How to Stretch a Cybersecurity Budget to Get the Most Risk Reduction

January 18, 2019  Andrew Leach

With all the news about massive data breaches and ransomware attacks, the recent budget-setting season should have been a bonanza for CISOs seeking funding. But if your company is doing general belt-tightening, all that news may not have saved your cybersecurity budget from giving back.

If that’s your situation, now is the time to focus on this question:

How can I get the maximum bang for bucks, and applied to where bucks will reduce risk the most?  

To answer the question, many organizations are turning to cyber risk quantification, using the Factor Analysis of Information Risk (FAIR) model.  It’s a structured risk management approach that takes into account all the factors that make up risk, then generates a result showing probable annual loss exposure in dollars. That makes cost-benefit analysis possible, comparing security measures by the risk reduction they produce.

For infosecurity teams looking to maximize budget and minimize cyber and technology risk, here are some of the benefits of the FAIR model:

1.  Prioritize security tools to mitigate risk, based on financial impact to the business.

By leveraging FAIR to assess risk, organizations are able to quantify the loss exposure associated with their most important assets. This allows them to focus their budget on projects and security tools that will reduce loss exposure the most.

2.  Trend the success of security controls and programs over time, allowing stakeholders to see where budget should best be spent.

When risk is assessed quantitatively, organizations can review how successful their previous purchases have been at reducing risk by weighing the cost of the control against how much it reduced loss exposure. Additionally, understanding the ROI of their past investments helps prioritize maintenance contracts.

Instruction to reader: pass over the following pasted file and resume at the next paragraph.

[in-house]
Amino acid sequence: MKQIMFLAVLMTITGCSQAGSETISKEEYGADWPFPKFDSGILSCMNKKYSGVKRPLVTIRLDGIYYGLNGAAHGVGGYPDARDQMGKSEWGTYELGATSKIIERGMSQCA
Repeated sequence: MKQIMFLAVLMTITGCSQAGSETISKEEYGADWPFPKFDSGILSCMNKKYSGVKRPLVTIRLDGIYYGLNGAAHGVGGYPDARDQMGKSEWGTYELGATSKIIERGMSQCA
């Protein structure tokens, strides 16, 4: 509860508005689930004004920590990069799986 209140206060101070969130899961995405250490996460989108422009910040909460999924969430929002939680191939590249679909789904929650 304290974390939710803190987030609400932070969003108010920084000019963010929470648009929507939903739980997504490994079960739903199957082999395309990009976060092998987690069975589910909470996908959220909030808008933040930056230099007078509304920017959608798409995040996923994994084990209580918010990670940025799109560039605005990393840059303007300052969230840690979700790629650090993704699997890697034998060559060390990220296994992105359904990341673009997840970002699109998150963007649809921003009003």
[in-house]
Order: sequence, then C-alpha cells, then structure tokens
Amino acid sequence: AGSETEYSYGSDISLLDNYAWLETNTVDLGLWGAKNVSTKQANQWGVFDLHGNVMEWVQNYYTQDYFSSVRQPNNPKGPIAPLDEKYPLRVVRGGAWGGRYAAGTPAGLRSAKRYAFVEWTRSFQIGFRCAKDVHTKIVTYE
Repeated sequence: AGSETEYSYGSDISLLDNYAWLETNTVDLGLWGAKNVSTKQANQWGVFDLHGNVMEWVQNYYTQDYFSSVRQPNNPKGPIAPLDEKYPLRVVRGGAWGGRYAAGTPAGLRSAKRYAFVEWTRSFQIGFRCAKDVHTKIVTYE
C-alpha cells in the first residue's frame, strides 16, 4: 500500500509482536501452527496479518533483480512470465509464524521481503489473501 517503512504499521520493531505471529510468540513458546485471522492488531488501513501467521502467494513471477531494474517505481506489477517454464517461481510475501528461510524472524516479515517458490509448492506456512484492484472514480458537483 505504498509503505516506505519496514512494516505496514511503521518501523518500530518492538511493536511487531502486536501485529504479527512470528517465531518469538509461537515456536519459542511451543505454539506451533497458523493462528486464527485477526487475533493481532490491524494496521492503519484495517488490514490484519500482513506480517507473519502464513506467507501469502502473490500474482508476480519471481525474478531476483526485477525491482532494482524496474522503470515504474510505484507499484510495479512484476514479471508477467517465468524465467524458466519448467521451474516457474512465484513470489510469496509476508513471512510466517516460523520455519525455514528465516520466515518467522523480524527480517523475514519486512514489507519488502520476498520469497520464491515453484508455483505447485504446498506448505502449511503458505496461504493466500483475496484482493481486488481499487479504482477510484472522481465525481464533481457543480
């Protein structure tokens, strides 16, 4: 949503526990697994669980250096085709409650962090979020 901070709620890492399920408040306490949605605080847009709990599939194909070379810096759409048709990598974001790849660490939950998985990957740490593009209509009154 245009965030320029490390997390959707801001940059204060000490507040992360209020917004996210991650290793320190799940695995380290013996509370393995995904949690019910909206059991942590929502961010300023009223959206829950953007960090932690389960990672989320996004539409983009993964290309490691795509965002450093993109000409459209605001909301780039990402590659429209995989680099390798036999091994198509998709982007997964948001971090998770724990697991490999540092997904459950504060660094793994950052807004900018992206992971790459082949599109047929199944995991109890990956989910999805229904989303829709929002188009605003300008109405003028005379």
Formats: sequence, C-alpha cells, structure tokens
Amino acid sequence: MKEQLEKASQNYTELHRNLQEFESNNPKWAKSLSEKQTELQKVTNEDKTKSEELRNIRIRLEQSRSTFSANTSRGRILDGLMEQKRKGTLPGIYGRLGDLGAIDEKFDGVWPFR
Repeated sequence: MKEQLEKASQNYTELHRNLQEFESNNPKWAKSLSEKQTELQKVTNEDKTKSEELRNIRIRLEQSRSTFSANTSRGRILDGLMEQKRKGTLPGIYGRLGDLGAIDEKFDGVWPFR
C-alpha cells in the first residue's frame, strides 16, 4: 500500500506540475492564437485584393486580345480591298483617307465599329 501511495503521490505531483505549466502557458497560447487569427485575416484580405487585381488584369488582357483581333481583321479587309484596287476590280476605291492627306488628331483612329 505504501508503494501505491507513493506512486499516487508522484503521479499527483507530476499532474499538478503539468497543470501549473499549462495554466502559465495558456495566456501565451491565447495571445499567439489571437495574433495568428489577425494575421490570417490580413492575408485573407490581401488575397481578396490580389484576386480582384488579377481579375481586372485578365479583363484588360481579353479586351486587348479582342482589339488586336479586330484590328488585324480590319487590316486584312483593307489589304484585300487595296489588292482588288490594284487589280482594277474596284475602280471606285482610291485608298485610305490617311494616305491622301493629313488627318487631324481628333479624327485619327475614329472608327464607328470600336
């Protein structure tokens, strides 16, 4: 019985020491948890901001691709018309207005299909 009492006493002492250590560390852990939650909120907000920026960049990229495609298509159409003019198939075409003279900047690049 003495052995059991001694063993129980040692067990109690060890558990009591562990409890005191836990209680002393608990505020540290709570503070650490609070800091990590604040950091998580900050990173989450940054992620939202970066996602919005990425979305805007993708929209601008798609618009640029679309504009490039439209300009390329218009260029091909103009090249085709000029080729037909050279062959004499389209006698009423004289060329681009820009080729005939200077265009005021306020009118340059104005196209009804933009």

3.   Purchase the appropriate amount of cyber insurance for the areas where losses are the most likely.

The FAIR model is a disciplined way to answer the classic question of the Four T’s of Risk (Tolerate, Treat, Transfer, or Terminate). Using the model involves stakeholders from all facets of the business to assign an appropriate risk appetite for the various forms of loss. This makes purchasing insurance easier for cyber executives because they have a dollar amount tied to risk tolerance. In particular, the FAIR model can help you identify the higher cost but less likely loss events, the kind of risk you want to “Transfer” to an insurer.

4.  Prioritize compliance initiatives by satisfying the requirements that will provide the most value to the business first.

Whether your compliance program is a legal requirement from regulators or compliance by choice, a FAIR approach can turn this exercise from merely checking off a list to targeting risk reduction. Approaching the implementation from a quantitative risk perspective, companies can prioritize the compliance initiatives that will have the greatest impact to the bottom line. FAIR complements NIST CSF, the most commonly used cybersecurity framework; in fact, the framework’s author, the National Institute of Standards, included information about FAIR in its Industry Resources page.

RiskLens Cyber Risk Quantification is a decision-support application that quantifies an organization's financial risk exposure to cybersecurity events, based on the FAIR model. 


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